Ignoring MedicAlert risks patient safety
More Health Providers risk patient safety, by ignoring MedicAlert® Service System
The MedicAlert Foundation is urging other district health boards to follow Canterbury’s lead to put in place policies and connected IT systems that ensure the internationally recognised MedicAlert Foundation Service System is utilised as designed, to prevent avoidable harm, improve patient safety and respect health consumers’ rights.
“When a MedicAlert Medical ID gets ignored, avoidable incidents happen, people get harmed and people die,” chief executive, Murray Lord, said.
“The social impact on the effected person, their family, the wider community and Government can be massive and the hard-earned reputation of health providers and the careers of health practitioners can be ruined, all for the sake of a few seconds of good practice and due diligence.”
Mr Lord was commenting following the release on Monday of a report into the Eunice Richardson case, by the Health and Disability Commissioner. Systematic failings have occurred.
In the case of Mrs Richardson, who died while a patient of Canterbury DHB, health practitioners ignored her MedicAlert Medical ID bracelet and the life-saving information on it. Two years on, the family remain heartbroken.
A routine and cautious few seconds would have prevented this tragedy. Mrs Richardson’s MedicAlert Medical ID and her MedicAlert 24/7 electronic Patient Vitals Service should have been checked through a secure online connected Health IT solution, before drugs were administered to her.
“The MedicAlert system is proven and trusted – it just needs to be implemented and used as it was designed, to prevent such deadly outcomes,” Mr Lord said.
MedicAlert Foundation also recommends all DHBs implement the MedicAlert National Health and Safety Protocols. The Protocols were launched following widespread consultation over 3 years. “When lives are at risk, it was most important we take the time to get these right,” said Mr Lord.
This includes introducing policies, systems and routines, including access to and utilisation of the MedicAlert New Zealand nationwide electronic Allergy Register within its Patient Vitals Service.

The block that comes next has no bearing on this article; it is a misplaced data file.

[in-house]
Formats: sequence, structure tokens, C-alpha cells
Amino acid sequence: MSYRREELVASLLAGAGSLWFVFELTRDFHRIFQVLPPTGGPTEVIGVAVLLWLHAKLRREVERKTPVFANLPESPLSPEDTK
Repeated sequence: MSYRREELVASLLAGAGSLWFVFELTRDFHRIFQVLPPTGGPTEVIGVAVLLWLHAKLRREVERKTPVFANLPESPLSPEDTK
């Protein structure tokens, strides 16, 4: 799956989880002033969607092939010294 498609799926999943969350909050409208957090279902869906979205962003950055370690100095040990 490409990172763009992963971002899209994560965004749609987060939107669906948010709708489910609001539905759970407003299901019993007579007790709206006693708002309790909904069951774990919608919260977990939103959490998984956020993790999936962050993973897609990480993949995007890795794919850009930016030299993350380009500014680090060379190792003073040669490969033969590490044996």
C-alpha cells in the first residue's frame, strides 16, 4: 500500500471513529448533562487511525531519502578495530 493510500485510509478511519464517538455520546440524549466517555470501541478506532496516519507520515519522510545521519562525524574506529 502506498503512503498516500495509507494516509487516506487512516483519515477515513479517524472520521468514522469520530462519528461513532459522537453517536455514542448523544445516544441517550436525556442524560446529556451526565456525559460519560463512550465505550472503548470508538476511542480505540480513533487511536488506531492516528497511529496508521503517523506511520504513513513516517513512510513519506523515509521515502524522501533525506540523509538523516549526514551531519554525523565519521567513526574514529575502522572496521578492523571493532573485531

Mr Lord said: “Ignoring a person’s clinically validated and health consumer moderated MedicAlert Medical ID is a contemptable and blatant breach of a Health Consumer Rights. There should be no question about whether or not DHBs are correctly utilising MedicAlert’s system – people’s lives are at risk and, unfortunately, the very tragic death of Eunice Richardson proves this point.”
In light of this case, the growing cost of ACC to mitigate harm and growing incidence of reported harm by HQSC, Mr Lord said the public now have every good reason to expect government budget supported change at the highest levels, to implement the internationally recognised MedicAlert system so it is utilised correctly, including provision of funding to connect MOH systems and all DHB’s to the MedicAlert secure connected Medical Alerting system, to protect the health, welfare, safety and rights of all New Zealanders.
“Such compliance requirements should also be written into Government contracts with health providers. If health providers are not prepared to take the initiative to connect to the MedicAlert system and solve this health consumer safety problem of their own accord, the Government needs to take decisive action and implement budget supported policy or regulation to make it happen.
“Unfortunately, since Laurie Richardson was first reported on this matter a few weeks ago, the Foundation has received calls indicating other DHBs and an ambulance service provider may also be failing to reliably utilise the MedicAlert system. Consequently, more health consumers may be getting exposed to potentially very serious harm as time passes.
When health systems fail, as they have in this case, a simple easy to recognise and use MedicAlert Service Supported Medical ID, can be a person’s first line and last line of protection.
“Wherever you go, MedicAlert can go with you,” Mr Lord said.